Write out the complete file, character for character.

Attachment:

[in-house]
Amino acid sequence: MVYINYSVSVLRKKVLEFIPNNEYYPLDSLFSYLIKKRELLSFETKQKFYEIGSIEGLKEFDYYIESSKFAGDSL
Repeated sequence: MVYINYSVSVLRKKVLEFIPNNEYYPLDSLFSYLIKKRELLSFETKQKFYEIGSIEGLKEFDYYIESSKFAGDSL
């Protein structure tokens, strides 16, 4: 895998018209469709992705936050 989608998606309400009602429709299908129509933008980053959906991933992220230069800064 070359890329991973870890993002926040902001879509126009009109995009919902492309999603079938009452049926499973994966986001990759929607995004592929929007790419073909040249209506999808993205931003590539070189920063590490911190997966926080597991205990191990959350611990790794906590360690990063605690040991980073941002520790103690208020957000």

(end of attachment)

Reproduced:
[in-house]
Amino acid sequence: MVYINYSVSVLRKKVLEFIPNNEYYPLDSLFSYLIKKRELLSFETKQKFYEIGSIEGLKEFDYYIESSKFAGDSL
Repeated sequence: MVYINYSVSVLRKKVLEFIPNNEYYPLDSLFSYLIKKRELLSFETKQKFYEIGSIEGLKEFDYYIESSKFAGDSL
């Protein structure tokens, strides 16, 4: 895998018209469709992705936050 989608998606309400009602429709299908129509933008980053959906991933992220230069800064 070359890329991973870890993002926040902001879509126009009109995009919902492309999603079938009452049926499973994966986001990759929607995004592929929007790419073909040249209506999808993205931003590539070189920063590490911190997966926080597991205990191990959350611990790794906590360690990063605690040991980073941002520790103690208020957000």